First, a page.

Steve Jobs, Apple co-founder, dies

Jobs, Apple co-founder, dies

Steve Jobs, co-founder of innovative Apple, which has made personal use of technology, as well as entire industries with products like the iPod, IPAD, iPhone, Macintosh computer and ITunes store music, died Wednesday. Apple, the chairman was 56.

The iconic American CEO, the impact of which many of them compared to the auto magnate Henry Ford and Walt Disney, who openly admired Jobs - suddenly resigned from his post as CEO of Apple in August because of health problems. He suffered from pancreatic cancer.

"Apple has lost a visionary and creative genius, and the world lost a wonderful man," read a statement on the website of Apple. "Those of us who are lucky enough to know and work with Steve lost a dear friend and mentor, an inspiration."

Chairman of Google, Eric Schmidt, a former board member of Apple's Jobs best CEO the past 50 years - perhaps 100 years.

Seed business and a technology leader, success stemmed from Jobs' relentless attention to creating products that are simple and intuitive for the average consumer to use. His works are distinguished by innovative design and style, which, along with their technological utility, has made them the object of intense desire of consumers around the world.

He was known as a demanding, mercurial boss, and almost mystical figure in the technology community as well as pop culture. Author and business consultant Jim Collins once called Jobs "Beethoven of business."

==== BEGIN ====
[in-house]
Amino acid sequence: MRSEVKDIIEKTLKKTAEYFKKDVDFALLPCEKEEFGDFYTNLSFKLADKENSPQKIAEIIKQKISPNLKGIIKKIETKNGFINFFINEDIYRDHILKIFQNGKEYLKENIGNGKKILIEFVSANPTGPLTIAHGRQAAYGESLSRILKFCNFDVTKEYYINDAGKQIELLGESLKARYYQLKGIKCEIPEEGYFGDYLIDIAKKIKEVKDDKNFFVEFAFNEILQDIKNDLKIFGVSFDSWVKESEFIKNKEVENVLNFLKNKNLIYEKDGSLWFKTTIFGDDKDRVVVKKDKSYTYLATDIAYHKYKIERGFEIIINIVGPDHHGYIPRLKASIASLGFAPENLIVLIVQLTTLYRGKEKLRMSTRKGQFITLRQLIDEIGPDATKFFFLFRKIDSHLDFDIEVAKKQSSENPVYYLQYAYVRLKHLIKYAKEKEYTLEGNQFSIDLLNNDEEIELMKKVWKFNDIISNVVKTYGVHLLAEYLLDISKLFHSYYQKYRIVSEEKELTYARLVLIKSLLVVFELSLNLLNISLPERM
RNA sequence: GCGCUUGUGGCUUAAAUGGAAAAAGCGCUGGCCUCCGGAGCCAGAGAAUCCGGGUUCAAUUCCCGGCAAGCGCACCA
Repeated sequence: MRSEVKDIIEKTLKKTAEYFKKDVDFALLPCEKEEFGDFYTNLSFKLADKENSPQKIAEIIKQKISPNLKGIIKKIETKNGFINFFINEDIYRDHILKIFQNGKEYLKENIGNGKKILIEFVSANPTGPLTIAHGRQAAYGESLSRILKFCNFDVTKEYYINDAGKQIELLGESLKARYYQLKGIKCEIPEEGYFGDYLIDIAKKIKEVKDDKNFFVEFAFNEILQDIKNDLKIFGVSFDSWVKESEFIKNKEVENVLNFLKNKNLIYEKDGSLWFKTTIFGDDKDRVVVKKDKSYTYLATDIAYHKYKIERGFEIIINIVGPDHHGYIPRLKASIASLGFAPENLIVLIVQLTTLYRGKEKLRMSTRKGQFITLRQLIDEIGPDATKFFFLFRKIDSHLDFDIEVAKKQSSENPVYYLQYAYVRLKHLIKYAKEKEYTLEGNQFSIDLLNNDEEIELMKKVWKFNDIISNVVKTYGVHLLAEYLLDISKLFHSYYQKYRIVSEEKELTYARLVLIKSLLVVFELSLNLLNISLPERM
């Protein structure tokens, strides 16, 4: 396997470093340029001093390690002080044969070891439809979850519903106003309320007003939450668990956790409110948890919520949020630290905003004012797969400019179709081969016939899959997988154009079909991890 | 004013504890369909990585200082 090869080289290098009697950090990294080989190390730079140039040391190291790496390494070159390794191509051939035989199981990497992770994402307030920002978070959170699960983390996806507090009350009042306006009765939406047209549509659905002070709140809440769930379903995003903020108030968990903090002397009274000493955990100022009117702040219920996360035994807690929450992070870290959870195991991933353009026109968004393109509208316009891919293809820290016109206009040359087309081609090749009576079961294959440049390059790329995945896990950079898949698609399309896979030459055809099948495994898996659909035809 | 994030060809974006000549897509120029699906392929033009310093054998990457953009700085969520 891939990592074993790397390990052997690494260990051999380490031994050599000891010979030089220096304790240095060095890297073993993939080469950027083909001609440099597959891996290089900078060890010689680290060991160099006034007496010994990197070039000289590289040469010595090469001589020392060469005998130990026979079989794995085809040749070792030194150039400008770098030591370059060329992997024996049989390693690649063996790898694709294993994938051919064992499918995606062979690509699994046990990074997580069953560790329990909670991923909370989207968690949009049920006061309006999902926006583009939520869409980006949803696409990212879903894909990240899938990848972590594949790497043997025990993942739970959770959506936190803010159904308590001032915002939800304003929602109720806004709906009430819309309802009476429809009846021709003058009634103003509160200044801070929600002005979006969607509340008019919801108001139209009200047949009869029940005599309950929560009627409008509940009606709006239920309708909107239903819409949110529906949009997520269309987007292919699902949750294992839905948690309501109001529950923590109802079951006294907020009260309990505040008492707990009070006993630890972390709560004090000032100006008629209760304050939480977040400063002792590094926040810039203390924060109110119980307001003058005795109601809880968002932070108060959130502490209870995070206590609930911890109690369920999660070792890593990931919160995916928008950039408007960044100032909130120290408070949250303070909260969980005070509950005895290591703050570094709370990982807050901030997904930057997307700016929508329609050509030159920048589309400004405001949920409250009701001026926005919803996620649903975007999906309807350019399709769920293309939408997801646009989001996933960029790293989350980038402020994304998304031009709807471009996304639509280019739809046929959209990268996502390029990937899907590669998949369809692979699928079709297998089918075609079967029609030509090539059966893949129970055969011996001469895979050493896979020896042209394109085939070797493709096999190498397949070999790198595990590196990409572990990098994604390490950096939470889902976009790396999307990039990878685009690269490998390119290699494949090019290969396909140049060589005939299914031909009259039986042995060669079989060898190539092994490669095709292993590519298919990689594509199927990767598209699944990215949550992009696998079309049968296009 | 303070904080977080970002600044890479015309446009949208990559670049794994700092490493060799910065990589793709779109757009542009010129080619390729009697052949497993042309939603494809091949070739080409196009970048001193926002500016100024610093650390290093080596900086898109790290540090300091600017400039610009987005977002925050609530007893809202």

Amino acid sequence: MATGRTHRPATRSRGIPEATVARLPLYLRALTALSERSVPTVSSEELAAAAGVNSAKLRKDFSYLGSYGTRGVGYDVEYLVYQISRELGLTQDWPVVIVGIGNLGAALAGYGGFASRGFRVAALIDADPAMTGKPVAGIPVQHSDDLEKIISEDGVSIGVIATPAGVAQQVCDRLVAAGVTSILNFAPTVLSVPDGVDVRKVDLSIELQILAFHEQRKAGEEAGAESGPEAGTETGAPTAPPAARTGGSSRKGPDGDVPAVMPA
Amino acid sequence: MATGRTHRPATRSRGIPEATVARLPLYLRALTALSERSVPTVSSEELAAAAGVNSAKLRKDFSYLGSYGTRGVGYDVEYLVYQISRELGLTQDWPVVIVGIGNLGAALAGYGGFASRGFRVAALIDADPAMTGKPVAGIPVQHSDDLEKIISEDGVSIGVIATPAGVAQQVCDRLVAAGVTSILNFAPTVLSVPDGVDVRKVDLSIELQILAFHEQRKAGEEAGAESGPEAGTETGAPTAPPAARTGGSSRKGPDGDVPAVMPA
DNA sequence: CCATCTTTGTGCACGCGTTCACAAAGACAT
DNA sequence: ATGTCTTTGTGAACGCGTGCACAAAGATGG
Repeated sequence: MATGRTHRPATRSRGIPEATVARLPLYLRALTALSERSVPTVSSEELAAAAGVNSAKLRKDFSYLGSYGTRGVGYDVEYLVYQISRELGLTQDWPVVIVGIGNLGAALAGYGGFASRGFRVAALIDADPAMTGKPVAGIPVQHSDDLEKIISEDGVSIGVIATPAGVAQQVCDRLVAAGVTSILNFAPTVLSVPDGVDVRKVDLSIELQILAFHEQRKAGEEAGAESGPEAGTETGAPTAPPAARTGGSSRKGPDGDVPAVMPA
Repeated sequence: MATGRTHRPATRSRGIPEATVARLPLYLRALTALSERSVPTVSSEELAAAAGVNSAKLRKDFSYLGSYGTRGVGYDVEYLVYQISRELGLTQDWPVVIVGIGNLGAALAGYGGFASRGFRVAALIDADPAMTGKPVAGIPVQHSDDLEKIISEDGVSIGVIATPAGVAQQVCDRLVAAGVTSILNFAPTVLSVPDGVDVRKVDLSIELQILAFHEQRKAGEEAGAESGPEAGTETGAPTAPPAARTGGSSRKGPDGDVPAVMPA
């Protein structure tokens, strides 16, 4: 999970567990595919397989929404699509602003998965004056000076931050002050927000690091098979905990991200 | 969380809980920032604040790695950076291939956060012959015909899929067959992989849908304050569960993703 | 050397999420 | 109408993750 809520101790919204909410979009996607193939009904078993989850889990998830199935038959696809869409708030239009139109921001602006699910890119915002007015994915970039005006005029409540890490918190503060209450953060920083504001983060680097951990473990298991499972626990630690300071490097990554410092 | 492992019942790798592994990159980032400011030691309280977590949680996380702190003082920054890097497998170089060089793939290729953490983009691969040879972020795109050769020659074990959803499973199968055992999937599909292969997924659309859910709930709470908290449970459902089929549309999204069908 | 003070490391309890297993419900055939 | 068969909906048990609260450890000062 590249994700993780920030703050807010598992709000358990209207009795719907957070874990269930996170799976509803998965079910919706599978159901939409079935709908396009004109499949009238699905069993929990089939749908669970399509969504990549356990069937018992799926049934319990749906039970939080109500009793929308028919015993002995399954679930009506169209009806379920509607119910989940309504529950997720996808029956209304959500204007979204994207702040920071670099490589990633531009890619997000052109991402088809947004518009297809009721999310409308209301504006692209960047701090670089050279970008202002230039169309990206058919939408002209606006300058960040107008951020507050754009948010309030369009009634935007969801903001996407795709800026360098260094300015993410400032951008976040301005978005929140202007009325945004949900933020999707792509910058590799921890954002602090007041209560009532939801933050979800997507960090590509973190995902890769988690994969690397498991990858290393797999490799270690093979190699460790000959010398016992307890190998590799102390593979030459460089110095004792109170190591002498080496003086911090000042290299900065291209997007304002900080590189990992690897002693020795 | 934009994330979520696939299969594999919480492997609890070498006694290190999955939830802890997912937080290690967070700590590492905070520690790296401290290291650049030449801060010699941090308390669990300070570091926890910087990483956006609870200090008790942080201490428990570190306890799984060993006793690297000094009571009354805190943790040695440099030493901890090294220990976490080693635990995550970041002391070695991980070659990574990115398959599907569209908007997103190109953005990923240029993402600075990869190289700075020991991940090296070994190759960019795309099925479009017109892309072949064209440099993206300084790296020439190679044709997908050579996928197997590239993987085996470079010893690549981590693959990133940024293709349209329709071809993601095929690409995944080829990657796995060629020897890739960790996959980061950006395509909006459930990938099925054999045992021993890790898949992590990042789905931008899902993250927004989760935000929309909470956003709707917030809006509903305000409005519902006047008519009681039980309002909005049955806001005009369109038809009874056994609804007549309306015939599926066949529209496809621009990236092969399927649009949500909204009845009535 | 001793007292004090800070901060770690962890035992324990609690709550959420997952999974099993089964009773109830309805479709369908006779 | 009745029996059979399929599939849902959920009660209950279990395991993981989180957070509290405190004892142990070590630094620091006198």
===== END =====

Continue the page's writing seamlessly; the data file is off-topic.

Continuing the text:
He was one of the people who made Silicon Valley capital, technological innovation and the fate of venture capital.

Its creation as the ITunes online music purchases in a way helped to transform the digital music industry and dealt a blow to the packaging industry standard practice in music albums or CDs. On ITunes, consumers initially purchase individual songs for 99 cents. The music industry has not welcomed the changes at first, but after leading an intense struggle with illegal downloading, it has to rely on the business model created ITunes.

Work Jobs at Apple, and other projects made him a fortune estimated Forbes magazine in 2011 for $ 8.3 billion. He was number 110 in the list, Forbes, billionaires in the world and number 34 in the U.S., as of March 2011 the magazine estimates.

His death raises questions about, Apple, one of the most successful companies in America, can maintain the momentum he built as a mandatory source of technology products that have helped define the generation.

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